I was told before our trips that no one would help us once we got outside of the Texas-South because people in ______ are not as friendly. That isn’t true and we proved it. We ate great meals from New England, the Mid-Atlantic, the Southeast, the Deep South, the Southwest, and the West Coast. These meals came from family restaurants, fast food, high schools, colleges, room service, and strangers we met who invited us out to break bread. We even got a free meal one block off Rodeo Drive after participating in the audience of the show Politically Incorrect (I say “participating” because Bill Maher called out to me during the show after I cheered too enthusiastically).

Everywhere we went, people all wanted the same thing from us. Connection. People wanted to hear our stories, and we were curious to learn more about them. Before these trips, I already had a high emotional IQ and a skillset for people-centric leadership. But it was during these encounters with people who “would never help me” that I came to clearly see the uniting factors of humanity. We have the same fears and hopes and are all on the same truth-seeking journey. I am a better leader (husband, father, neighbor, friend, businessperson) because of this stark realization.

Eye Contact Matters

When I would give someone the respect of looking them in the eye as I asked for the opportunity to earn a warm meal for me and my friends, I could sense the connection between us. Even if they rejected my request, the human bond was stronger in those moments. When I didn’t make eye contact, the sheepish request often felt less vulnerable and therefore, less sincere. I made a vow on those road trips to maintain eye contact with others for the rest of my life and that has allowed me to offer more clarity in communication, more dignity during difficult conversations, and more connection when my time with others is fleeting but I want to give them my best.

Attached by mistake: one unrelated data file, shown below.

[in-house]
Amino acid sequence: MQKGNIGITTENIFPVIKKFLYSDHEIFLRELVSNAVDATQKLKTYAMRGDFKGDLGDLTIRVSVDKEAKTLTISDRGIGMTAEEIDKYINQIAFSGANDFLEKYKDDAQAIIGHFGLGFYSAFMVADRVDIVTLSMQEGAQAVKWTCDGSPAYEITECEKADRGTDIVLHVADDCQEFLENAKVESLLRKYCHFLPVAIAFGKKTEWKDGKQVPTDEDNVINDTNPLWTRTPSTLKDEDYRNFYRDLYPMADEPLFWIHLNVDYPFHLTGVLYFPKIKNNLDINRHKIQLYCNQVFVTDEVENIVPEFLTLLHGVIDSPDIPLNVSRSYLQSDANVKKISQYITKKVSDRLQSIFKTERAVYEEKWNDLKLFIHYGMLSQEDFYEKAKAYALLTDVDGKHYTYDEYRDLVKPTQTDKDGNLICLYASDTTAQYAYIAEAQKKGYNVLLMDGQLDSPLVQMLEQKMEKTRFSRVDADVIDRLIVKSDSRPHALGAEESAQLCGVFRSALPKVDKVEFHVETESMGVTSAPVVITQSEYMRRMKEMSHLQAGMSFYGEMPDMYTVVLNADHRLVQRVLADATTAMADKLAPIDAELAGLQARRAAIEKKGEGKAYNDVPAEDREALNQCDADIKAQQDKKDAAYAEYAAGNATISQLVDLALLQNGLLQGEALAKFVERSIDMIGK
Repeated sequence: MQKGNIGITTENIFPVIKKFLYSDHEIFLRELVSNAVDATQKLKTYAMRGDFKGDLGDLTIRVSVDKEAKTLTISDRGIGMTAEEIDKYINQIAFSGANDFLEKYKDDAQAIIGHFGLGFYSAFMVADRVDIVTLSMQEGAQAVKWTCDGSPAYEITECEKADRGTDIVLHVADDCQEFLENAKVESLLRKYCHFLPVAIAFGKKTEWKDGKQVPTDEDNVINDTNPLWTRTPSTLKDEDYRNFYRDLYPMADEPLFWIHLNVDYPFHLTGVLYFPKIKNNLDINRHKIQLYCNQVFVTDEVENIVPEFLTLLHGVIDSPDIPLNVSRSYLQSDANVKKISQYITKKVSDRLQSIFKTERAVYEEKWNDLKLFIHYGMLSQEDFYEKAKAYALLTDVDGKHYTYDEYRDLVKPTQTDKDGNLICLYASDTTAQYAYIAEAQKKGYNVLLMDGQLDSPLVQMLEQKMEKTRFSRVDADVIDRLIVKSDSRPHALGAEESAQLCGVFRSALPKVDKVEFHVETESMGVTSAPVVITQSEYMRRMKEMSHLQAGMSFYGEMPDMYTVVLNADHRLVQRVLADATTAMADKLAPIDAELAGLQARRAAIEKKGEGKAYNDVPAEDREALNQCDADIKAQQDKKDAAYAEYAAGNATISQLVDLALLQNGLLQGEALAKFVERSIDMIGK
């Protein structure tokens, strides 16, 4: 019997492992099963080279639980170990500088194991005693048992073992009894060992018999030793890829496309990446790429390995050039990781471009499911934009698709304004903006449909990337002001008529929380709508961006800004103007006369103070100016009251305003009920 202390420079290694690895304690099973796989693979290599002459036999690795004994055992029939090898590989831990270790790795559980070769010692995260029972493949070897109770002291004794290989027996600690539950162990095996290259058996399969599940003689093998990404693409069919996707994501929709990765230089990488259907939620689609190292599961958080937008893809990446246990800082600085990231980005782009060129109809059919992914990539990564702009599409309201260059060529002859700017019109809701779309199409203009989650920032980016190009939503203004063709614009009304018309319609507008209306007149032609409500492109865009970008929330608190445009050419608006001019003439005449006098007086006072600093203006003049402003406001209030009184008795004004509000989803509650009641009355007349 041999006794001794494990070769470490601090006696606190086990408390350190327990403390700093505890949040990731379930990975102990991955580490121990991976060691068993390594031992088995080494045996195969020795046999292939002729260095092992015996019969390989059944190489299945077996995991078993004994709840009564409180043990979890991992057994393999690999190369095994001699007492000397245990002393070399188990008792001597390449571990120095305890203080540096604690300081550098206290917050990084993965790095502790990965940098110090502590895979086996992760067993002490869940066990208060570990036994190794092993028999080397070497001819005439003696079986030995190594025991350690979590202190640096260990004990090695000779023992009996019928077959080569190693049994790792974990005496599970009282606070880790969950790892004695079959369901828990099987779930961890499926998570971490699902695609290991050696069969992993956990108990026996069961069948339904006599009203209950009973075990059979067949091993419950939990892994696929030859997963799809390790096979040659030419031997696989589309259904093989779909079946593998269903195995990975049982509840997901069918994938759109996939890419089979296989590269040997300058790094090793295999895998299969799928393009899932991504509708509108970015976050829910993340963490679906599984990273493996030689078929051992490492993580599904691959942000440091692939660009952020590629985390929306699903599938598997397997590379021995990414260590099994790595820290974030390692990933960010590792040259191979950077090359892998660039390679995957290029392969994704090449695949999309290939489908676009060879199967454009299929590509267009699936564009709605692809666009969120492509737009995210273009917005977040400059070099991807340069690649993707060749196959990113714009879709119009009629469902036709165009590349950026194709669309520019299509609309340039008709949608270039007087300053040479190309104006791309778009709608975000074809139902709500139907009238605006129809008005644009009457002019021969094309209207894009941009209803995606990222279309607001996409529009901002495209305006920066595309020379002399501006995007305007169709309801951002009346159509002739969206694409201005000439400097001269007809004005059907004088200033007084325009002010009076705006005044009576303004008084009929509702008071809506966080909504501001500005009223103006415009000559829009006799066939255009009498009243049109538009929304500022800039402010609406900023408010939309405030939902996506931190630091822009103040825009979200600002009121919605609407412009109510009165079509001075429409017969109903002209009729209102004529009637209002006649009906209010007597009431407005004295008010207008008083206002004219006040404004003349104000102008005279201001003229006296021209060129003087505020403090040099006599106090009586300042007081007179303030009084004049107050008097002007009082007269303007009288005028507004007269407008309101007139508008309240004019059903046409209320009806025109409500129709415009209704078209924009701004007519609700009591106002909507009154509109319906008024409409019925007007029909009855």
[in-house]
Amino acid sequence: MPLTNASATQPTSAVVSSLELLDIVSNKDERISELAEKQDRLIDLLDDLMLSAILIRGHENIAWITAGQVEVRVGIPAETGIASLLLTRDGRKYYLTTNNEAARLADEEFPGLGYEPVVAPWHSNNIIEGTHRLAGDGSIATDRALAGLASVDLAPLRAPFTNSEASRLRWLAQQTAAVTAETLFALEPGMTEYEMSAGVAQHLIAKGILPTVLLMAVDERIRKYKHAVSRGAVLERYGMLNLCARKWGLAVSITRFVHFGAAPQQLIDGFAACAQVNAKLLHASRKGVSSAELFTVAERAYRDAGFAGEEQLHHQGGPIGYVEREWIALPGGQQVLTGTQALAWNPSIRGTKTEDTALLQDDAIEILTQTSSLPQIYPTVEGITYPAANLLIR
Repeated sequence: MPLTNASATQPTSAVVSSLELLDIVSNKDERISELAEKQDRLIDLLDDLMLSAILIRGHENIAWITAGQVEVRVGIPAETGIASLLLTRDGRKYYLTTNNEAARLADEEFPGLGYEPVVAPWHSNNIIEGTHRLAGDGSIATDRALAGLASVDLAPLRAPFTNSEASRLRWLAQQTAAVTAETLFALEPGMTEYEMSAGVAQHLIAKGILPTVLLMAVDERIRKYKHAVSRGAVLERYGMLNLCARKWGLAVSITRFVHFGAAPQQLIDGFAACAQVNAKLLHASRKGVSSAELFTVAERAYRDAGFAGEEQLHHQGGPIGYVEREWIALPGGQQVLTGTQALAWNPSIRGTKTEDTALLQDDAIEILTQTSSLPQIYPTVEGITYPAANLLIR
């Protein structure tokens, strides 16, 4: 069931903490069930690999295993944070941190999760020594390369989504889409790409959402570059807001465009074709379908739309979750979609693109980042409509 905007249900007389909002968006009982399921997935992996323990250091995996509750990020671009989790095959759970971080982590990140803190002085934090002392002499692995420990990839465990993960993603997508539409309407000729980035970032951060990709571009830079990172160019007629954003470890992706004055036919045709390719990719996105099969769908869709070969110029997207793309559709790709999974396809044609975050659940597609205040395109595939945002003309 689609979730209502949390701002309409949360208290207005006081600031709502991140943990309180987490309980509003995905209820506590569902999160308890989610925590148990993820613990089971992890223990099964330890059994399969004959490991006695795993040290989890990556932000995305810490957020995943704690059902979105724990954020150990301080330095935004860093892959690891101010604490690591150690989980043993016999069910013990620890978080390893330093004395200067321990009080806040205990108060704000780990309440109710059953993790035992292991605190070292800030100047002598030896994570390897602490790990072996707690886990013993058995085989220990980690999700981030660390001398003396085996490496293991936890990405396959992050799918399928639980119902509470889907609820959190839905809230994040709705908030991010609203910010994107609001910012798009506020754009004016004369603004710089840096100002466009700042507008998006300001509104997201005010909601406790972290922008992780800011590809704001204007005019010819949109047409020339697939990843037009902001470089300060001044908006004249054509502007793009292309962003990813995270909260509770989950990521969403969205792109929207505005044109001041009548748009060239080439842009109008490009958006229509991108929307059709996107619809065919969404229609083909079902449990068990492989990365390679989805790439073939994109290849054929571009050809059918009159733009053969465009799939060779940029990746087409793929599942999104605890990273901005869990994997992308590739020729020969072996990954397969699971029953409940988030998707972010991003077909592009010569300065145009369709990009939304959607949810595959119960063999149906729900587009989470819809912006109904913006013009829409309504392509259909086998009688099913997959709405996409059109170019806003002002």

You Won’t Get What You Don’t Ask For

No one ever offered us a warm meal just because we were hungry. The same can be said for everything else. I even asked the MTV producer which songs she needed Benji and me to request on live TV, which prompted her to open her clipboard and select one for each of us. Just ask and see what happens.

Rejection is Part of Life, Don’t Take It Personally

• 1/3 of the time, our offer to work for food was rejected, and we were left empty-handed.
• 1/3 of the time, our offer to work for food was accepted, and no chores were needed. We were given some food and sent on our way.
• 1/3 of the time, our offer to work for food was accepted, and we would get to wash windows or take out the trash to earn our warm meal.

When we were rejected, two things were true. First, we were still hungry. Second, we were in the exact same position we had been in just a few moments before we made the request. People weren’t mad at us and were not rejecting us as humans. They couldn’t or wouldn’t accept our offer, and we had to get over it and move on to the next opportunity. I can promise they never thought about us again after we left so rather than worry about the rejection, we moved on to find food elsewhere.

And the food always tasted better when we worked for it. When we were allowed to put in some effort to earn the reward, we felt more connected to the reward and made deeper connections with the person providing the meal.

God Provides

Like manna from Heaven, God always provided exactly what we needed. No more and no less.

I still read through the journal entries that each of us made on these trips, especially when I want to reconnect to the lessons we learned along the way. I could fill several books with the stories of generosity, struggle, connection, kindness, prayer, reflection, and coming-of-age that God provided each of us on those trips. Collectively those stories fueled my passion for the undivided life and helped fortify the foundation on which we continue building today.